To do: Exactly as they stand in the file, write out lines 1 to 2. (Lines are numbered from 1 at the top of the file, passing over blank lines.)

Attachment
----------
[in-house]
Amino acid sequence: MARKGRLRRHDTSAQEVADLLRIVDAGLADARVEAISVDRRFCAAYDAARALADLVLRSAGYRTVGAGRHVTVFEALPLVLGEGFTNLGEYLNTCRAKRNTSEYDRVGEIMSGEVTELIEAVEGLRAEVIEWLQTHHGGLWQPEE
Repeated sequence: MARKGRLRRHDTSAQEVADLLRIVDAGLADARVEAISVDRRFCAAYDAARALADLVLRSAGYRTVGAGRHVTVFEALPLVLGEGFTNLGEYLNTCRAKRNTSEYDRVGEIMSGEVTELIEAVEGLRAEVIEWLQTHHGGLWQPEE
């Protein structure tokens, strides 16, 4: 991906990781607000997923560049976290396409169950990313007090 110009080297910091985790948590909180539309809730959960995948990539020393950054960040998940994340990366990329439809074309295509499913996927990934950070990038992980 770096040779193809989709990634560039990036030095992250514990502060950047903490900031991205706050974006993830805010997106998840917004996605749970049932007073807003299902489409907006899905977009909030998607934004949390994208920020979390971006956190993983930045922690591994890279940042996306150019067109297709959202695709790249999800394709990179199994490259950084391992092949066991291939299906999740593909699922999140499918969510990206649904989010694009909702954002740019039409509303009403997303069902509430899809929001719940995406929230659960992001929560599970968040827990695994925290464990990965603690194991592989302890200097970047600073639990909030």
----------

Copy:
[in-house]
Amino acid sequence: MARKGRLRRHDTSAQEVADLLRIVDAGLADARVEAISVDRRFCAAYDAARALADLVLRSAGYRTVGAGRHVTVFEALPLVLGEGFTNLGEYLNTCRAKRNTSEYDRVGEIMSGEVTELIEAVEGLRAEVIEWLQTHHGGLWQPEE